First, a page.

Homework is an important part of the course and accounts for 50% of your grade. Working problems is an integral part of learning physics, and will also give you practice in applying mathematical methods. You are encouraged to use the math resources provided in the notes and links below.

Homework will typically be given out on a tuesday and due the following tuesday. You are welcome to work together on homework, however you must turn in your own solutions - not a Xerox copy of someone else's. Late homework will not be accepted unless prior approval has been given. Assignments and solutions will be provided by email.

Atomic notes:

atomic notes (updated 2017.12.12)

9.12: added some material to chapter 1

9.14: added material to sec. 1.8.1, minor changes to Ch. 2

9.19: minor updates to Ch. 1,2

9.21: corrected typos

9.21: Ch. 2 - minor edits of hyperfine interaction presentation

9.28: Ch. 4 - edits to Zeeman interaction

10.03: Ch. 14 added section on atomic clocks

10.12: Ch. 5 - minor edits

10.15: Ch. 5 - added material on microscopic refractive index, FRG material moved to Ch. 6

10.26: Ch. 6 - minor edits

10.30: Ch. 6 - fixed minus sign in M1 decay rate. Some rewording for clarity.

11.09: Ch. 3 - partial version

11.14: Ch. 3 - He atom

11.16, 21,24, 28: Ch.3 material on configurations and terms added

11.30: fixed some typos

12.04 updated ch.13

12.11 updated ch.14 section on atomic clocks


Notes on various topics:



Physical constants (updated 2013.09.03) if you want all the details here are the CODATA 2010 recommended values and NIST's 2014 updates.

Conversion between Gaussian and SI units (v1.2, 2009.01.20)

Quantum mechanics primer (updated 2016.09.27)

Time independent perturbation theory

Time dependent perturbation theory

Mathematical formulae (updated 2017.09.28)

Special relativity notes (version 1.2, updated 2008.02.17) A good introduction to special relativity that is much more detailed than my notes can be found here.

Tutorial on Fourier transforms Note that this tutorial uses a different convention than us. The prefactor in one-dimension is 1/(2pi) for the inverse transform (k->x) and just 1 for the forward transform (x->k). We are using a symmetric form where the prefactor is 1/sqrt(2 pi) in each direction.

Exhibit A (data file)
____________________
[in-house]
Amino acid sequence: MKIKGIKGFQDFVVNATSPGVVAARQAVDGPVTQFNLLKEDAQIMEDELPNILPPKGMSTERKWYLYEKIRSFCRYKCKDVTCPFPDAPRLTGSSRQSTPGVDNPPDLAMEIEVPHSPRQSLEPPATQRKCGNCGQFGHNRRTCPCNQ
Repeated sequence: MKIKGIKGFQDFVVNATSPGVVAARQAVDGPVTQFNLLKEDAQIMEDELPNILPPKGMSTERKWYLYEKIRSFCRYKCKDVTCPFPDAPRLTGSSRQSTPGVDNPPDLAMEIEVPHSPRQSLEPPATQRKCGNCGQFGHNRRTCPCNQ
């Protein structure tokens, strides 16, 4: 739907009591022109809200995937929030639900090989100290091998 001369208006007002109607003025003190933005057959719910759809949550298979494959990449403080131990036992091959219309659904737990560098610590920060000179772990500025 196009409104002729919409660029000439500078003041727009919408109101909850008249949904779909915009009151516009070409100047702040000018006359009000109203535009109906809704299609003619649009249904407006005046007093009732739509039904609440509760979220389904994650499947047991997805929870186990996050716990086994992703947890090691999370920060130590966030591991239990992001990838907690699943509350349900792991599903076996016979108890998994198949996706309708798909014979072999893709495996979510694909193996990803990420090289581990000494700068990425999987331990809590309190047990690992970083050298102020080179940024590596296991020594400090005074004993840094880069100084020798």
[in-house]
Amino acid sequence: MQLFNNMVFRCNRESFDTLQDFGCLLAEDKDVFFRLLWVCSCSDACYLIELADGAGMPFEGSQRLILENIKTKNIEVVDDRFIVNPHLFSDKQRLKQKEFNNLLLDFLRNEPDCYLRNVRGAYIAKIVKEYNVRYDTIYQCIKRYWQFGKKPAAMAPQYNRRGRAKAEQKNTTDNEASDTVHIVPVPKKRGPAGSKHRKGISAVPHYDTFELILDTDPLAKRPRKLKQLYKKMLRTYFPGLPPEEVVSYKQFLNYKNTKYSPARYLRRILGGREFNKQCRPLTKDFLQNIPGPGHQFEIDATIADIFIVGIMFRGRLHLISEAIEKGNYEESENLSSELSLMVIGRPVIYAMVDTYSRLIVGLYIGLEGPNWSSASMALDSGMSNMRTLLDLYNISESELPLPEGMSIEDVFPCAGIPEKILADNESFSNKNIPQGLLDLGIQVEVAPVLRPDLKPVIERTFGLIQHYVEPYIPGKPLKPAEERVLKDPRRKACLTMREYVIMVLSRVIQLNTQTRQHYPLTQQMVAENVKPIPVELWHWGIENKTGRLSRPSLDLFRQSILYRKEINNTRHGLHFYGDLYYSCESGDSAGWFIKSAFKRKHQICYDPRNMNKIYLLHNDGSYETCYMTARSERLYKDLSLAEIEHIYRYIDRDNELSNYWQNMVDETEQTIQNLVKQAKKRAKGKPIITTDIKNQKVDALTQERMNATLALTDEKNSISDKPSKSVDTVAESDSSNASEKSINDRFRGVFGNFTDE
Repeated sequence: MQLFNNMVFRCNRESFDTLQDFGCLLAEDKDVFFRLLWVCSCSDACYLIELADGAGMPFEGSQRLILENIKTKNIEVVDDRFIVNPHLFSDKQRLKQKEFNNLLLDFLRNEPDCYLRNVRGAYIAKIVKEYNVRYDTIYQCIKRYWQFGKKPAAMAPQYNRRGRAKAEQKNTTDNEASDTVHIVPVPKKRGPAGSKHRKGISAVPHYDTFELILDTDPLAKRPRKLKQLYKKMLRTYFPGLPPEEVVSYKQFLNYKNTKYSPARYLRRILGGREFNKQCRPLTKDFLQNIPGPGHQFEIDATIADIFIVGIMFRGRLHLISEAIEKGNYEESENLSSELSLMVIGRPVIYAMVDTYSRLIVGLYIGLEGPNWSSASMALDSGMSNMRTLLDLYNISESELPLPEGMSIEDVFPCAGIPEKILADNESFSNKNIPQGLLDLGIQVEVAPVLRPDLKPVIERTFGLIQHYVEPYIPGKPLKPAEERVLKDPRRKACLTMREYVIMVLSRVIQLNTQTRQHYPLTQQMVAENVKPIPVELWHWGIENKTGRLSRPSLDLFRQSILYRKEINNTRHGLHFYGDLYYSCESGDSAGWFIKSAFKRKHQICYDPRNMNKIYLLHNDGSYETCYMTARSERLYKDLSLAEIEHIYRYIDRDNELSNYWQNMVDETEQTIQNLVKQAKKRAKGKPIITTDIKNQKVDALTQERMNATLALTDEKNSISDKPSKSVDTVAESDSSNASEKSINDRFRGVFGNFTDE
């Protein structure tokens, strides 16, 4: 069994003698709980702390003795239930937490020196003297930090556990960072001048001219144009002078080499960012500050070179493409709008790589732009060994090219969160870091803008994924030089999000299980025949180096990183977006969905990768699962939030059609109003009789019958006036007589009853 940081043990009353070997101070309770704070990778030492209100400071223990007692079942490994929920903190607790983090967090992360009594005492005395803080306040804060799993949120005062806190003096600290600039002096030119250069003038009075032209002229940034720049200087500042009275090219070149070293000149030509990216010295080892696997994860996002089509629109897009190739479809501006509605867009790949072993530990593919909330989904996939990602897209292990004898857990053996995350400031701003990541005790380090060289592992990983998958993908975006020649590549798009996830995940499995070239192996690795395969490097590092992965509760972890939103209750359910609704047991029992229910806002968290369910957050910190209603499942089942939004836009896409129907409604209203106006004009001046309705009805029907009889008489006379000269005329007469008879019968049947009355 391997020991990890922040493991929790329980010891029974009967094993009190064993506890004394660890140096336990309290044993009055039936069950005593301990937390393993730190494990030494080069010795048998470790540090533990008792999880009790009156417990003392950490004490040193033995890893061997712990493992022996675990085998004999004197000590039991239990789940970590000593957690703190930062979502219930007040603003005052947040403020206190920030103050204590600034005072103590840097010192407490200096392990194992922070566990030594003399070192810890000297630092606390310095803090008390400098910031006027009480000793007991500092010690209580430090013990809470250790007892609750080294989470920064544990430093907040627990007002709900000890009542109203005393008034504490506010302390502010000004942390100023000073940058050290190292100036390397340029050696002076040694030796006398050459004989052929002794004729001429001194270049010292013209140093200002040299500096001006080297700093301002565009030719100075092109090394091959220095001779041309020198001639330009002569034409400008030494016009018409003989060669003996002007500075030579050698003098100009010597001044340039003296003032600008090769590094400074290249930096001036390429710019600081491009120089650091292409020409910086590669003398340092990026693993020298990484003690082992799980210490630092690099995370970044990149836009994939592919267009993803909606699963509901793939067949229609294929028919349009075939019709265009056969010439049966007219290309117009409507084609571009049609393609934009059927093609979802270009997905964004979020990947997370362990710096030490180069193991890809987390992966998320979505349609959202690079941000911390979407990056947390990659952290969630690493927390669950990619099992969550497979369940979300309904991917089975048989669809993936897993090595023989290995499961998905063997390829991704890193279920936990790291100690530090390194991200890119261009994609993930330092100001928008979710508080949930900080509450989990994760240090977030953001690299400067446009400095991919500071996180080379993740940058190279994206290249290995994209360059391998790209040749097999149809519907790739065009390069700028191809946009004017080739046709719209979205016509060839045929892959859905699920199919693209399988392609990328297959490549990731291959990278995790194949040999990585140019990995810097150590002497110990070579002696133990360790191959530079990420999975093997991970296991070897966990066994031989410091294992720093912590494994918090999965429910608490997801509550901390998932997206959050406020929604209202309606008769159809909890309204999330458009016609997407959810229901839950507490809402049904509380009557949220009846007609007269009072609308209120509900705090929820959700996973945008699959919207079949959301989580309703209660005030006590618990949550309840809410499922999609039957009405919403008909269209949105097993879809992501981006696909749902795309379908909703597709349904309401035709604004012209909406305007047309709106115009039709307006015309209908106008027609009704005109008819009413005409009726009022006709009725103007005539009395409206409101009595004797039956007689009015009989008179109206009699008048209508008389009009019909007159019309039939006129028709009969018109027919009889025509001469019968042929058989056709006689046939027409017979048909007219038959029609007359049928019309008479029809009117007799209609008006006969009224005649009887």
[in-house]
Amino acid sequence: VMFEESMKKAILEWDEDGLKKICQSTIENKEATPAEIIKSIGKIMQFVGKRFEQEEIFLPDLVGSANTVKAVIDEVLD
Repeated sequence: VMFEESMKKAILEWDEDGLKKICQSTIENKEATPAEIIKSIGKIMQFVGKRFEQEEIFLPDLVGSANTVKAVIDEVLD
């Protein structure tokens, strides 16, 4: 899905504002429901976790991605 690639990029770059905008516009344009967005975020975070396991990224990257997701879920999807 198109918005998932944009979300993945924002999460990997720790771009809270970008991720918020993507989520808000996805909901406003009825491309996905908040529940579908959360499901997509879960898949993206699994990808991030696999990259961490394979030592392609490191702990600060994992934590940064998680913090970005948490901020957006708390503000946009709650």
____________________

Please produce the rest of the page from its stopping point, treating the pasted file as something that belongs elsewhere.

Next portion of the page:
Some interesting papers related to the course:


Einstein photoelectric effect (1905)

Einstein special relativity (1905)

Einstein radiation theory (1917)

Einstein and quantum theory (review 1979)

H matrix elements:

Gordon matrix elements (1929)


H Fine structure, hyperfine structure, and Lamb shift:

Lamb original measurement (1947)

Series of six papers by Lamb, et al. giving more experimental and theoretical details (1950-1953)


Welton's Lamb shift calculation (1948)

Newer calculations (1967)

Newer experiments (1979)

Cs microwave clock:

NIST F1 accuracy (2002)


Absorption in atomic vapors:

Rb D lines, Hughes, Adams (2008)

Rb saturated absorption spectroscopy, Freegarde (2010)

Purcell effect:

Purcell effect(1946)

Haroche observation of enhanced decay (1983)

Kleppner theory of inhibited decay (1981)

Kleppner observation of inhibited decay (1985)


Space quantization (1937)

Magnetic resonance note (1938)

Molecular beam magnetic resonance method (1939)

Laser cooling:

Adams laser cooling review (1997)

Letokhov laser cooling and trapping review (2000)

Metcalf laser cooling review (2003)

subDoppler cooling of Na (1988)



Atomic parity nonconservation:

Bouchiat derivation of relevant weak interaction (1974)

Bouchiat review of parity nonconservation (1997)

JILA experiment (1997)

JILA experiment - all the details (1999)

Links to useful information:

Periodic table

NIST Physical reference data

NIST Atomic Spectroscopy reference

Harvard CFA databases

Wikipedia - atomic physics

Physics World

Math World

Wolfram function site

Digital library of mathematical functions

Abramowitz & Stegun Handbook of Mathematical Functions

Integrals on the web

Clebsch-Gordan calculator

6j symbol calculator

Matrix solver for linear equations on the web